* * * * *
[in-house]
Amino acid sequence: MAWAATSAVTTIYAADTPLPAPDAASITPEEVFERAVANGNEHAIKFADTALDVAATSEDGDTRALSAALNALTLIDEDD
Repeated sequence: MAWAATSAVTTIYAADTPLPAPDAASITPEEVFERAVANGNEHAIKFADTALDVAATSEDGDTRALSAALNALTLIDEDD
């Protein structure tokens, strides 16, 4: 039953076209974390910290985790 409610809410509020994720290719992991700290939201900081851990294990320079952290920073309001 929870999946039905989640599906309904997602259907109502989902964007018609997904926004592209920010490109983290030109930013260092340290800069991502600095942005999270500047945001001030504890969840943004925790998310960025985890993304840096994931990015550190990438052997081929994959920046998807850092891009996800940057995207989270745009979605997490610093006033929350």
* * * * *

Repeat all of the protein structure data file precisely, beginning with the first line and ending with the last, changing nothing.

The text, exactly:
[in-house]
Amino acid sequence: MAWAATSAVTTIYAADTPLPAPDAASITPEEVFERAVANGNEHAIKFADTALDVAATSEDGDTRALSAALNALTLIDEDD
Repeated sequence: MAWAATSAVTTIYAADTPLPAPDAASITPEEVFERAVANGNEHAIKFADTALDVAATSEDGDTRALSAALNALTLIDEDD
């Protein structure tokens, strides 16, 4: 039953076209974390910290985790 409610809410509020994720290719992991700290939201900081851990294990320079952290920073309001 929870999946039905989640599906309904997602259907109502989902964007018609997904926004592209920010490109983290030109930013260092340290800069991502600095942005999270500047945001001030504890969840943004925790998310960025985890993304840096994931990015550190990438052997081929994959920046998807850092891009996800940057995207989270745009979605997490610093006033929350």